5.5 SARTRE’S PROFOUND FREEDOM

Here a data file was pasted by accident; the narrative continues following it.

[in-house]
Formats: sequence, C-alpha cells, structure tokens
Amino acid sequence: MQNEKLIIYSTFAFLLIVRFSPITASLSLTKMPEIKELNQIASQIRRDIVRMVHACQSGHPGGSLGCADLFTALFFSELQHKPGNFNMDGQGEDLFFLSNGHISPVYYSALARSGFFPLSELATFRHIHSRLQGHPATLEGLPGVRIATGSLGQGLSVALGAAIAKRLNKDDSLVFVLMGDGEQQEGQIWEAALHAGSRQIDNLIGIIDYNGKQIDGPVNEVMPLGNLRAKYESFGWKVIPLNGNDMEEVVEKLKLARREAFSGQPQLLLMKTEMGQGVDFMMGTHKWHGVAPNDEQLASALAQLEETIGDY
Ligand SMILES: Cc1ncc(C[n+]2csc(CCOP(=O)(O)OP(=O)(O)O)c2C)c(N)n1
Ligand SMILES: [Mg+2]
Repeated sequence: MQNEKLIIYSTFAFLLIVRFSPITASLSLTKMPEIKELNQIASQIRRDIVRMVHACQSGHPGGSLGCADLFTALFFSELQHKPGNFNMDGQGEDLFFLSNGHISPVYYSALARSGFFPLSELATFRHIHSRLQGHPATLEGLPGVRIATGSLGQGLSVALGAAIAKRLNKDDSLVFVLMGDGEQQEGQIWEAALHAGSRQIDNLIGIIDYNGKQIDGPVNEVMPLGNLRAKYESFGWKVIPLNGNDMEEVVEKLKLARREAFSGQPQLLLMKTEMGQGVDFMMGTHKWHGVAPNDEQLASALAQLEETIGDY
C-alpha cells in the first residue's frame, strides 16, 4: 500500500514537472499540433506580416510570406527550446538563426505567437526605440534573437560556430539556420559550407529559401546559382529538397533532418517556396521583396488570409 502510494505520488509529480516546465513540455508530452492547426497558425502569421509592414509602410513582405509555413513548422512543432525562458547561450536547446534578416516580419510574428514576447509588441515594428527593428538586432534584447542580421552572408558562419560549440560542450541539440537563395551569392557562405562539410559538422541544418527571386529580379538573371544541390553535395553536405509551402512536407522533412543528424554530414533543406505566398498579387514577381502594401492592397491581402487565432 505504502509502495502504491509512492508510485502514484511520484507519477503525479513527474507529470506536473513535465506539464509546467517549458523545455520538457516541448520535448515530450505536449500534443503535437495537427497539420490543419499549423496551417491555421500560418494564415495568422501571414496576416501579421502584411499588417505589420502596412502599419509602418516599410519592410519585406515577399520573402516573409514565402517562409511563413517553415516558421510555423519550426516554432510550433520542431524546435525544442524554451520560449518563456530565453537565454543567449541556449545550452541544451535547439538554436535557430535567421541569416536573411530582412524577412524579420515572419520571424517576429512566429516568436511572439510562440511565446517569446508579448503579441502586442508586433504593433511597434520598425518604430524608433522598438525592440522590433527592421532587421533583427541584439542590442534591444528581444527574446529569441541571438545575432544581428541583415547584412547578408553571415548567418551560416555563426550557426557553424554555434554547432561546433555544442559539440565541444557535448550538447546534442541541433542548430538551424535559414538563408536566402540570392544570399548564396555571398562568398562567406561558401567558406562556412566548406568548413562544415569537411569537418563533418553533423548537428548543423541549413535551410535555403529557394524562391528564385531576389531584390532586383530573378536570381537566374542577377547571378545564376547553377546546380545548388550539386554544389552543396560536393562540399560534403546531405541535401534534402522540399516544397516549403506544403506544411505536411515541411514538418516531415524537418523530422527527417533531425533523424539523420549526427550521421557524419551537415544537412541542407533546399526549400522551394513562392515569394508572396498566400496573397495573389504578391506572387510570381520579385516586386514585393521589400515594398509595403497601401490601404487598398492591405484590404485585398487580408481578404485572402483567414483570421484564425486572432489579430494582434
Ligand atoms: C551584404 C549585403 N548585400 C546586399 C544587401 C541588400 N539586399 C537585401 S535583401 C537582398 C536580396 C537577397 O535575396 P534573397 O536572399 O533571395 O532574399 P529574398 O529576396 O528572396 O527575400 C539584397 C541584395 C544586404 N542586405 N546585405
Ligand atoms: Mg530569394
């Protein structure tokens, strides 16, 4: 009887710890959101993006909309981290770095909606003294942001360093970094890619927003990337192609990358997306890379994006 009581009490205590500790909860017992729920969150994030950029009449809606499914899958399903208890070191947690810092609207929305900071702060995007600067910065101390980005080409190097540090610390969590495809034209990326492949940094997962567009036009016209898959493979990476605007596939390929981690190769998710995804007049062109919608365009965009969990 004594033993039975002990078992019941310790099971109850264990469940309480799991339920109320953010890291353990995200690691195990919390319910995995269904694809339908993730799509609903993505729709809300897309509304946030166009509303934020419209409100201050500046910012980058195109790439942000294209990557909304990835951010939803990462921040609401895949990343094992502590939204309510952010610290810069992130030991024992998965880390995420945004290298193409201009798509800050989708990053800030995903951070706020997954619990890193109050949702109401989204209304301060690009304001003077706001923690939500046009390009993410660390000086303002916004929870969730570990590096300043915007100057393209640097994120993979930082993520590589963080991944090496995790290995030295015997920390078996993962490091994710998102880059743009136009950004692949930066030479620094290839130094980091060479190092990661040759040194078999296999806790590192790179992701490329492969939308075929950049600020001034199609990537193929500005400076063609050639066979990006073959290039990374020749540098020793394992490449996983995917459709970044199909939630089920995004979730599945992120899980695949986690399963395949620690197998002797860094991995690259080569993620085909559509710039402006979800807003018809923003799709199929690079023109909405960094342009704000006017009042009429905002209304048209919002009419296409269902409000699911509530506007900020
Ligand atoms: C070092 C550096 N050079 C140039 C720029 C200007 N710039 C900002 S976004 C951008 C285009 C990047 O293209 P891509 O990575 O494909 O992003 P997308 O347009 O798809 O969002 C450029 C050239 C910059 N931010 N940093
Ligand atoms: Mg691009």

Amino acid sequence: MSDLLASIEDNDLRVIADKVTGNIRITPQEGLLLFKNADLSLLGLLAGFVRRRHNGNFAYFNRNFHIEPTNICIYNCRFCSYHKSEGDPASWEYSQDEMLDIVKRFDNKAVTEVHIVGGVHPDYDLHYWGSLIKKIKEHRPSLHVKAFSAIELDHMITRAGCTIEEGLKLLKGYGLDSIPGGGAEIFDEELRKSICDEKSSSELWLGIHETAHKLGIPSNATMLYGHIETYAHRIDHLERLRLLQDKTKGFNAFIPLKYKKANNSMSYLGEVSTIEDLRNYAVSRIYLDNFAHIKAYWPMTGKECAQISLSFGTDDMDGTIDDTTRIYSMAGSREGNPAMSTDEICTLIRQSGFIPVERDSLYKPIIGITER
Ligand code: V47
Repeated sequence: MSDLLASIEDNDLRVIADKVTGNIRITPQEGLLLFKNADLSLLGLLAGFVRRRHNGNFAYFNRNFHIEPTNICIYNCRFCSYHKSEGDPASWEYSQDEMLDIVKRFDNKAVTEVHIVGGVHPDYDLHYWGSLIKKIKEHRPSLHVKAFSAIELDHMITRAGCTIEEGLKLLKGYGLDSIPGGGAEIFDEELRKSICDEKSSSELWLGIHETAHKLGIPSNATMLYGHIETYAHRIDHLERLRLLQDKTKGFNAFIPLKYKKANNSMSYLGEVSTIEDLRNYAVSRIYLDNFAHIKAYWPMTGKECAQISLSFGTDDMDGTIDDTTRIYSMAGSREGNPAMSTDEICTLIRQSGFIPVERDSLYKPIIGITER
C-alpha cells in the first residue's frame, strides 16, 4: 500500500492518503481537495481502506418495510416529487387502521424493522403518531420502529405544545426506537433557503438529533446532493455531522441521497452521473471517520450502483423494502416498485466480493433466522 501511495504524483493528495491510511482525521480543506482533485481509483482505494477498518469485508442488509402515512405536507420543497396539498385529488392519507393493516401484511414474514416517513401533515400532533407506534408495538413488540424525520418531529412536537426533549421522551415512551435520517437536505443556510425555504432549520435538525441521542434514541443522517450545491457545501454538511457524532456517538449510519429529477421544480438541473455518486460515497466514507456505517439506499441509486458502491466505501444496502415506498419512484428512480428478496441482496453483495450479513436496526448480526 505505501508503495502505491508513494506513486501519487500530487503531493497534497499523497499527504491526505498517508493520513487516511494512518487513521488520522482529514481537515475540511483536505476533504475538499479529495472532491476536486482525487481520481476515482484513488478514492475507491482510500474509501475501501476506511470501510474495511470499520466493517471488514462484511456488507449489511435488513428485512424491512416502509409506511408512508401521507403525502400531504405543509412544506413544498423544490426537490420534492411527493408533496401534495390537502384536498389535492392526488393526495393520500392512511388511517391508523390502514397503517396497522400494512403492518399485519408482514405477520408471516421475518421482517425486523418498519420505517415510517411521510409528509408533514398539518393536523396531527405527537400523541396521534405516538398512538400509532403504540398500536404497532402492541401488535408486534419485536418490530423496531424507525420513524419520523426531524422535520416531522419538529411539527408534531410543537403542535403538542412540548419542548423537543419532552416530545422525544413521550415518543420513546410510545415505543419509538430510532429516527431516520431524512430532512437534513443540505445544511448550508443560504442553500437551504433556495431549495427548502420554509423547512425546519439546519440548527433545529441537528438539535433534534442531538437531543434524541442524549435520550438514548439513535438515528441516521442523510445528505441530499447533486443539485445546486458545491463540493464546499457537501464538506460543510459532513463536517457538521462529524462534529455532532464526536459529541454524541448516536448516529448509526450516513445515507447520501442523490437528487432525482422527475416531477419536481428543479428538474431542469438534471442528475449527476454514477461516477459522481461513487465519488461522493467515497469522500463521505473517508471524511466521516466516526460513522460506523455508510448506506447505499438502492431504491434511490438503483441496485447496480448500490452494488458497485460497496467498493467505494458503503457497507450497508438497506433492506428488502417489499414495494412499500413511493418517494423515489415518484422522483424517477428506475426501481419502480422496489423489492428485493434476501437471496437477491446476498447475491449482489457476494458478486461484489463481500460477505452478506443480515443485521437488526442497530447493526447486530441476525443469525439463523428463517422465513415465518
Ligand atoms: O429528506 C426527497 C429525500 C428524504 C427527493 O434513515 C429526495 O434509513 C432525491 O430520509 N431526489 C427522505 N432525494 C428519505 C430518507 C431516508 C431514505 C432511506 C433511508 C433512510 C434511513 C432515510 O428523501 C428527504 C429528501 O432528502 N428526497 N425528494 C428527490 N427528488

The foregoing doctrines—hard determinism, compatibilism, and libertarianism— are the major philosophical stances on free will and determinism, each with a long history and articulate proponents. But they are not the only views on the subject. Other thinkers, both contemporary and influential, have advanced unique perspectives on human freedom or have taken issue with the standard viewpoints. Among the most interesting and influential of these voices is that of the existentialist philosopher and novelist Jean-Paul Sartre (1905–1980). Sartre is one of the modern founders of the philosophical perspective known as existentialism, a central tenet of which is that humans are profoundly free to create their own lives and thus are entirely responsible for defining the meaning and moral relevance of their existence. From reflections on his own lived experience, Sartre arrives at what he takes to be some basic truths about human beings and their existential predicament. Unlike almost every philosopher before him, he not only believes that we are free, but also insists that we are radically free. We may be influenced by the factors of nature and nurture (heredity and environment), but ultimately we are not determined by them. We are totally free—free to define ourselves by our own lights and capable of resisting the physical, psychological, and social forces that will thoroughly shape us if we let them. We are determined only if we allow ourselves to be determined. One of Sartre’s core ideas is that “existence precedes essence.” Most people assume, he says, that “essence precedes existence”— that before we come into existence, our fundamental characteristics (our essence) as humans are already set. They think that our psychological makeup, choices, desires, and ideas are in a sense locked in before we can say our first words. Our destiny is mapped out beforehand through the workings of a creator God or a universal human nature or some unalterable social structure. But, according to Sartre, this kind of “essence precedes existence” thinking is tragically mistaken. It prevents us from seeing a future of open possibilities, saps our creativity, limits our freedom, and weakens our sense of our moral responsibility. The truth, says Sartre, is the opposite of the received view: “Existence precedes essence”—we first come into being and then we define ourselves. He declares, “Man is nothing else but what he makes of himself.” 4. What is Taylor’s argument for agent causation? Is it cogent? Why or why not? 5. What are the three claims that libertarians must advance to make their theory believable? Do you accept each of these? Explain why you do or do not accept them. Figure 5.7 Jean-Paul Sartre (1905–1980). Mankind has a free will; but it is free to milk cows and to build houses, nothing more. —Martin Luther WRITING TO UNDERSTAND: CRITIQUING PHILOSOPHICAL VIEWS (continued) SECTION 5.4 272 Chapter 5 Free Will and Determinism And what is this radical freedom that we all possess? It is both a blessing and a curse. As Sartre says, “We are condemned to be free.” The blessing is that as free persons, we have the power to set our own goals, live our own lives, and create ourselves as we go. The curse is that as free beings, we can look to no one but ourselves to decide how we should live. We carry this burden alone. We must bear the awesome moral responsibility of deciding how we should live, how we should treat others, and what values we should prescribe for the rest of the world through our actions. We can celebrate our capacity to create our essence and live by our own rules, but because we are utterly alone in bearing this monumental burden, we are also condemned to experience great anguish, despair, and a sense of abandonment. This is how Sartre explained this existentialist freedom in a famous lecture titled “Existentialism Is a Humanism”: Jean-Paul Sartre, “Existentialism Is a Humanism” What [existentialists] have in common is that they think that existence precedes essence, or, if you prefer, that subjectivity must be the starting point. Just what does that mean? Let us consider some object that is manufactured, for example, a book or a paper-cutter: here is an object which has been made by an artisan whose inspiration came from a concept. He referred to the concept of what a paper-cutter is and likewise to a known method of production, which is part of the concept, something which is, by and large, a routine. Thus, the paper-cutter is at once an object produced in a certain way and, on the other hand, one having a specific use; and one cannot postulate a man who produces a paper-cutter but does not know what it is used for. Therefore, let us say that, for the paper-cutter, essence—that is, the ensemble of both the production routines and the properties which enable it to be both produced and defined—precedes existence. Thus, the presence of the paper cutter or book in front of me is determined. Therefore, we have here a technical view of the world whereby it can be said that production precedes existence. When we conceive God as the Creator, He is generally thought of as a superior sort of artisan. Whatever doctrine we may be considering, whether one like that of Descartes or that of Leibnitz, we always grant that will more or less follows understanding or, at the very least, accompanies it, and that when God creates He knows exactly what He is creating. Thus, the concept of man in the mind of God is comparable to the concept of paper-cutter in the mind of the manufacturer, and, following certain techniques and a conception, God produces man, just as the artisan, following a definition and a technique, makes a paper-cutter. Thus, the individual man is the realization of a certain concept in the divine intelligence. In the eighteenth century, the atheism of the philosophes discarded the idea of God, but not so much for the notion that essence precedes existence. To a certain extent, this idea is found everywhere; we find it in Diderot, in Voltaire, and even in Kant. Man has a human nature; this human nature, which is the concept of the human, is found in all men, which means that each man is a particular example of a universal concept, man. In Kant, the result of this universality is that the wild-man, the natural man, as well as the bourgeois, are circumscribed by the same definition and have the same basic qualities. Thus, here too the essence of man precedes the historical existence that we find in nature. Atheistic existentialism, which I represent, is more coherent. It states that if God does not exist, there is at least one being in whom existence precedes essence, a Man is condemned to be free. —Jean-Paul Sartre 15 Sartre reasons from his lived experience to his theory of free will. Does his experience provide adequate support for his assertions? 16 Is Sartre exaggerating the extent to which people can define themselves when he says “existence precedes essence”? 5.5 Sartre’s Profound Freedom 273 being who exists before he can be defined by any concept, and that this being is man, or, as Heidegger says, human reality. What is meant here by saying that existence precedes essence? It means that, first of all, man exists, turns up, appears on the scene, and, only afterwards, defines himself. If man, as the existentialist conceives him, is indefinable, it is because at first he is nothing. Only afterward will he be something, and he himself will have made what he will be. Thus, there is no human nature, since there is no God to conceive it. Not only is man what he conceives himself to be, but he is also only what he wills himself to be after this thrust toward existence. Man is nothing else but what he makes of himself. Such is the first principle of existentialism. It is also what is called subjectivity, the name we are labeled with when charges are brought against us. But what do we mean by this, if not that man has a greater dignity than a stone or table? For we mean that man first exists, that is, that man first of all is the being in the future. Man is at the start a plan which is aware of itself, rather than a patch of moss, a piece of garbage, or a cauliflower; nothing exists prior to this plan; there is nothing in heaven; man will be what he will have planned to be. Not what he will want to be. Because by the word “will” we generally mean a conscious decision, which is subsequent to what we have already made of ourselves. I may want to belong to a political party, write a book, get married; but all that is only a manifestation of an earlier, more spontaneous choice that is called “will.” But if existence really does precede essence, man is responsible for what he is. Thus, existentialism’s first move is to make every man aware of what he is and to make the full responsibility of his existence rest on him. And when we say that a man is responsible for himself, we do not only mean that he is responsible for his own individuality, but that he is responsible for all men. . . . When we say that man chooses his own self, we mean that every one of us does likewise; but we also mean by that that in making this choice he also chooses all men. In fact, in creating the man that we want to be, there is not a single one of our acts which does not at the same time create an image of man as we think he ought to be. To choose to be this or that is to affirm at the same time the value of what we choose, because we can never choose evil. We always choose the good, and nothing can be good for us without being good for all. If, on the other hand, existence precedes essence, and if we grant that we exist and fashion our image at one and the same time, the image is valid for everybody and for our whole age. Thus, our responsibility is much greater than we might have supposed, because it involves all mankind. . . . Therefore, I am responsible for myself and for everyone else. I am creating a certain image of man of my own choosing. In choosing myself, I choose man. This helps us understand what the actual content is of such rather grandiloquent words as anguish, forlornness, despair. As you will see, it’s all quite simple. First, what is meant by anguish? The existentialists say at once that man is anguish. What that means is this: the man who involves himself and who realizes that he is not only the person he chooses to be, but also a law-maker who is, at the same time, choosing all mankind as well as himself, cannot help escape the feeling of his total and deep responsibility. Of course, there are many people who are not anxious; but we claim that they are hiding their anxiety, that they are fleeing from it. Certainly, many people believe that when they do something, they themselves are the only ones involved, and when someone says to them, “What if everyone acted that way?” they shrug their shoulders and answer, “Everyone doesn’t act that way.” But really, one should always ask himself, “What would happen if everybody looked at things that way?” There is no escaping this disturbing thought except by a kind of double-dealing. . . . There is no question here of the kind of anguish which would lead to quietism, to inaction. It is a matter of a simple sort of anguish that anybody who has had responsibilities is familiar with. For example, when a military officer takes the responsibility for an attack and sends a certain number of men to death, he chooses to do so, and in 274